Box64 Dev

Optimizing AVX2

Note: this article is pretty technical. Basic understanding of what registers are is a strict minimum required to understand what follows.

What is AVX?

AVX (and its extension AVX2) are complex x86_64 instruction sets which extends the SSE4 instruction set.

It mandates the existence of extensions of the 16 SSE 128-bits-wide XMM registers (called XMM0 through XMM15). These extensions are 256-bits wide and are called the YMM registers (YMM0 through YMM15). To use those instructions, there is a new prefix, the VEX prefix (which has two opcodes, C4 and C5).

However, the lowest 128 bits of the YMMi register is (physically) the XMMi register. SSE opcodes do not interfere with the highest 128 bits of the YMM registers, only interacting with the XMM registers, but AVX instructions change both. When an AVX instruction only explicitly writes to the XMM part of a YMM register, it also clears the high part of the YMM register.

The Dynarec problem

To be performant, the dynarec must map native registers to x64 registers and vice-versa.

On ARM64, the equivalent for XMM registers are called NEON registers and are only 128 bits wide; there are 32 of them. To store an entire YMM register, two such registers must be used. However, since a lot of the time those high parts are zero, it would be wasteful to allocate an entire NEON register to store a zero, especially given that those registers may all be reserved already (there are 16 XMM registers, 8 x87/MMX registers, and 8 scratch registers which all use those NEON registers). This means that there would need to be a lot of swapping (saving old registers and loading new registers to/from the emulator structure), which would be slow.

To fix this, every instruction also tracks which YMM registers have their high part cleared to 0; this way, when executing an instruction which clears the high part, we don’t waste a NEON register with a zero.

Of course, this theory is fine, but the implementation was tricky since we want the dynarec to be fast, which includes the creation of the blocks. Thus, we use a two-steps approach: first we compute which YMM registers get cleared, then we propagate this information.

To propagate the information, we need to know which instructions are before the current one. Thankfully, this information is available early enough.

The propagation algorithm

Once we know the three information (which instruction numbers are preceding, which high YMM registers are set to 0 and which are removed), we can compute which YMM registers have their high part as 0, which is stored in the ymm0 variable (actually, ymm0_in and ymm0_out depending on whether we look at before or after we execute the instruction).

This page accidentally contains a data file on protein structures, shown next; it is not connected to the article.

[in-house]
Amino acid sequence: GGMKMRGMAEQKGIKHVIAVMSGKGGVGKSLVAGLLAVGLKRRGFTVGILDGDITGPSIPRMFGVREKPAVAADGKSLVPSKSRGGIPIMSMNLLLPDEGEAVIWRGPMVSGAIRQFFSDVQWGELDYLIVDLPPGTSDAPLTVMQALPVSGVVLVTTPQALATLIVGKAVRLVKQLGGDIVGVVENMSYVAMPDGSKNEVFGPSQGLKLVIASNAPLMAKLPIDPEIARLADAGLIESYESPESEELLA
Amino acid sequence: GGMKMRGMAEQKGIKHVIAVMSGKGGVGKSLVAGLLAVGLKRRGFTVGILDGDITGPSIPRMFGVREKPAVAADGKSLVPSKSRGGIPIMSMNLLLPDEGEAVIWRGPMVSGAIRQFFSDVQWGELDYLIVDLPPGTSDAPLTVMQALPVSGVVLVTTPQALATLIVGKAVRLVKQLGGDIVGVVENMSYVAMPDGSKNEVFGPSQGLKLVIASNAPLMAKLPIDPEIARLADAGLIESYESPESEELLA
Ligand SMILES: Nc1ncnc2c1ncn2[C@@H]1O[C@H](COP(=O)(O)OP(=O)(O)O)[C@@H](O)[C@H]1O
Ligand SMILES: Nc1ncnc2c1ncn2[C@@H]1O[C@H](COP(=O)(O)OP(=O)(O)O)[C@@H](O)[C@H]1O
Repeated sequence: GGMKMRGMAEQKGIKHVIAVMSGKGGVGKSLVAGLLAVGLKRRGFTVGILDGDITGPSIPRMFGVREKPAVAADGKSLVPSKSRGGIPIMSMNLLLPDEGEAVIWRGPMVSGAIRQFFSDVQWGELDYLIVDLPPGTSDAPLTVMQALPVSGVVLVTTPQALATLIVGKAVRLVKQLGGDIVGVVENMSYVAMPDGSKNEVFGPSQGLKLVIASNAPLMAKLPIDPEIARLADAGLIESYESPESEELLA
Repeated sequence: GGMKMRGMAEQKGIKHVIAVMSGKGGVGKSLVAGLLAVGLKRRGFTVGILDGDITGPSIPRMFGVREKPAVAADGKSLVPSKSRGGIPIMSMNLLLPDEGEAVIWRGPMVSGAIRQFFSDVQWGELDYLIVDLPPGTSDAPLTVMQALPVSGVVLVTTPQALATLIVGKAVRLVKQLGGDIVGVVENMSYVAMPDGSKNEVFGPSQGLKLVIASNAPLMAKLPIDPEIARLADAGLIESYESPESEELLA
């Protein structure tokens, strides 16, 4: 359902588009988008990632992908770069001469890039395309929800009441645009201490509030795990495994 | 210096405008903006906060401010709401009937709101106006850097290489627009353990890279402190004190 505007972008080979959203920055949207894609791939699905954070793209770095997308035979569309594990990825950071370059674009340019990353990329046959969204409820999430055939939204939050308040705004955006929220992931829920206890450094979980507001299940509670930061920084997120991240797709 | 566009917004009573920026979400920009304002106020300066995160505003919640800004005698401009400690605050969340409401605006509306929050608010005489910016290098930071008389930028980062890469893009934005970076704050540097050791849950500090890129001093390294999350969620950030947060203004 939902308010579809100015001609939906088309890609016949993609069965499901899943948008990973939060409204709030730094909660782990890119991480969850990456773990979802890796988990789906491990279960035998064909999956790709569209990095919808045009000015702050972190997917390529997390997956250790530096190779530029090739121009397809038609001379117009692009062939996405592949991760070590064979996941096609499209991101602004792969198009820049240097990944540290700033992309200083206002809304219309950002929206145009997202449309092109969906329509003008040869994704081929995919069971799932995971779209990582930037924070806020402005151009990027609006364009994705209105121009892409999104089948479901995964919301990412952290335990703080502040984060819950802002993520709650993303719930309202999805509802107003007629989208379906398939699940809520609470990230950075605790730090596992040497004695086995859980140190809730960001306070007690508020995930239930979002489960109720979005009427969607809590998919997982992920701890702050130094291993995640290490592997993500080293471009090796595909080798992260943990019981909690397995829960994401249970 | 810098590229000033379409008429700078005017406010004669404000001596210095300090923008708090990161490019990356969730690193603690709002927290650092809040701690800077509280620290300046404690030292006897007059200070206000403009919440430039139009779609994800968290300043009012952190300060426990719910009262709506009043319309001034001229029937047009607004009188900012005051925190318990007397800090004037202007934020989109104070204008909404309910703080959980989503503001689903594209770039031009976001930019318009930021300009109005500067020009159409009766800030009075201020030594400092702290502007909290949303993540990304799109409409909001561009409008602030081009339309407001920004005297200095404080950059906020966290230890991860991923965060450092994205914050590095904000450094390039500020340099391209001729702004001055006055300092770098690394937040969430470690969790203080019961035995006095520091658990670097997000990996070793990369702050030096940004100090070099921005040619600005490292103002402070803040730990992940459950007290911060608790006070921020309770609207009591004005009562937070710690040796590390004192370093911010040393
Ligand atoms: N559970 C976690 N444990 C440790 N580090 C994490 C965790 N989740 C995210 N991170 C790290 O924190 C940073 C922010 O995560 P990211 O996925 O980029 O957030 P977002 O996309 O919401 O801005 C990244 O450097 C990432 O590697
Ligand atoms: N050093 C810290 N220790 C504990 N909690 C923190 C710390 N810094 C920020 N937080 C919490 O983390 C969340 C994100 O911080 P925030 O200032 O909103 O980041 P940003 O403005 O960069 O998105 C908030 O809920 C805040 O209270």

One last note before the formulas: in the case where an instruction has multiple predecessors with conflicting ymm0s, we need to “purge” the conflicting ymm0s, since depending on what the previous instruction was, one such YMM register may be non-zero and must therefore be allocated.

We thus have five variables per instruction:

  • ymm0_in (y_i): the set of YMM registers which have their high part set to 0 before executing the instruction
  • ymm0_out (y_o): the same set but after executing the instruction (and before any eventual purge)
  • ymm0_add (y_+): the set of YMM registers with their high part set to 0 by the instruction
  • ymm0_sub (y_-): the reverse of ymm0_add
  • purge_ymm (y_!): the set of conflicting ymm0s.

We also have two more variables which depend on the previous instructions: ymm0_union (y_\cup) the union of all the ymm0_out of the previous instructions, and ymm0_inter (y_\cap) the intersection of those ymm0_out.

Finally, we must have:

y_i &= y_\cap \\
y_! &= y_\cup \setminus y_\cap \\
y_o &= (y_i \cup y_+) \setminus y_-

Also, the first instruction has a virtual previous instruction with an empty ymm0_out (this instruction is the entry point, so the previous instruction may have non-zero high YMMs). This means that for the first instruction, y_\cap = \varnothing.

Since this requires the set of previous instructions, we need to compute the fixpoint. We can do so by ignoring all untreated instruction (with the intersection of the empty set being everything and the union of the empty set being empty), and following jumps to already treated instructions.

Notice that this cannot create an infinite loop, since every time we revisit an instruction the y_i (thus y_o as well) can only decrease and y_! can only increase: after a finite number of iterations, we have reached a stable state for every instruction.

This algorithm is implemented in the updateYmm0s function in dynarec_native.c.

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